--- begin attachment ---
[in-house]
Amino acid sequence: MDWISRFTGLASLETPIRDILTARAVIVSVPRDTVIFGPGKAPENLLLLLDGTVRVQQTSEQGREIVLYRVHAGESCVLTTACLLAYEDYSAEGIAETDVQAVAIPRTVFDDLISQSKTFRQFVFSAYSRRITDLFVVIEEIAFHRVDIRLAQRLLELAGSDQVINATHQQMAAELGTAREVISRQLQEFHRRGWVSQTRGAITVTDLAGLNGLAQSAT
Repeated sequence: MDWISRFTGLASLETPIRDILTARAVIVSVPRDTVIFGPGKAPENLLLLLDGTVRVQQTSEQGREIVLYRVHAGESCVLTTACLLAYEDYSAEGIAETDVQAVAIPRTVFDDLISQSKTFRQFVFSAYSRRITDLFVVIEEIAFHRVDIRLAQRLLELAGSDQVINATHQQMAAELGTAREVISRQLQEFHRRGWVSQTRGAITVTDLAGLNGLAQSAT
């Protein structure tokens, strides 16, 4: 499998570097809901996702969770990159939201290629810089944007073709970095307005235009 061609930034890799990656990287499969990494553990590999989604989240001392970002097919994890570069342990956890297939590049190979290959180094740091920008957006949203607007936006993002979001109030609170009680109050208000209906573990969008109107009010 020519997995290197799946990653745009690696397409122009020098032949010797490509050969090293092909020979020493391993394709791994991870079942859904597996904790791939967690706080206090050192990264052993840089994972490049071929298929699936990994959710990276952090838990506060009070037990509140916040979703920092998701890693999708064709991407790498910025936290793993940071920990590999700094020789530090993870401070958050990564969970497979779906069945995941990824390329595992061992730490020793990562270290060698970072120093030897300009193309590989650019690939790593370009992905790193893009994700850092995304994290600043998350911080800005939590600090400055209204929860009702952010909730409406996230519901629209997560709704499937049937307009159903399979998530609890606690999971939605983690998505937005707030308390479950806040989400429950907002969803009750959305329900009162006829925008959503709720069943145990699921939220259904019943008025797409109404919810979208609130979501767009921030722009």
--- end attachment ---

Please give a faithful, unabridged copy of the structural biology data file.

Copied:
[in-house]
Amino acid sequence: MDWISRFTGLASLETPIRDILTARAVIVSVPRDTVIFGPGKAPENLLLLLDGTVRVQQTSEQGREIVLYRVHAGESCVLTTACLLAYEDYSAEGIAETDVQAVAIPRTVFDDLISQSKTFRQFVFSAYSRRITDLFVVIEEIAFHRVDIRLAQRLLELAGSDQVINATHQQMAAELGTAREVISRQLQEFHRRGWVSQTRGAITVTDLAGLNGLAQSAT
Repeated sequence: MDWISRFTGLASLETPIRDILTARAVIVSVPRDTVIFGPGKAPENLLLLLDGTVRVQQTSEQGREIVLYRVHAGESCVLTTACLLAYEDYSAEGIAETDVQAVAIPRTVFDDLISQSKTFRQFVFSAYSRRITDLFVVIEEIAFHRVDIRLAQRLLELAGSDQVINATHQQMAAELGTAREVISRQLQEFHRRGWVSQTRGAITVTDLAGLNGLAQSAT
């Protein structure tokens, strides 16, 4: 499998570097809901996702969770990159939201290629810089944007073709970095307005235009 061609930034890799990656990287499969990494553990590999989604989240001392970002097919994890570069342990956890297939590049190979290959180094740091920008957006949203607007936006993002979001109030609170009680109050208000209906573990969008109107009010 020519997995290197799946990653745009690696397409122009020098032949010797490509050969090293092909020979020493391993394709791994991870079942859904597996904790791939967690706080206090050192990264052993840089994972490049071929298929699936990994959710990276952090838990506060009070037990509140916040979703920092998701890693999708064709991407790498910025936290793993940071920990590999700094020789530090993870401070958050990564969970497979779906069945995941990824390329595992061992730490020793990562270290060698970072120093030897300009193309590989650019690939790593370009992905790193893009994700850092995304994290600043998350911080800005939590600090400055209204929860009702952010909730409406996230519901629209997560709704499937049937307009159903399979998530609890606690999971939605983690998505937005707030308390479950806040989400429950907002969803009750959305329900009162006829925008959503709720069943145990699921939220259904019943008025797409109404919810979208609130979501767009921030722009």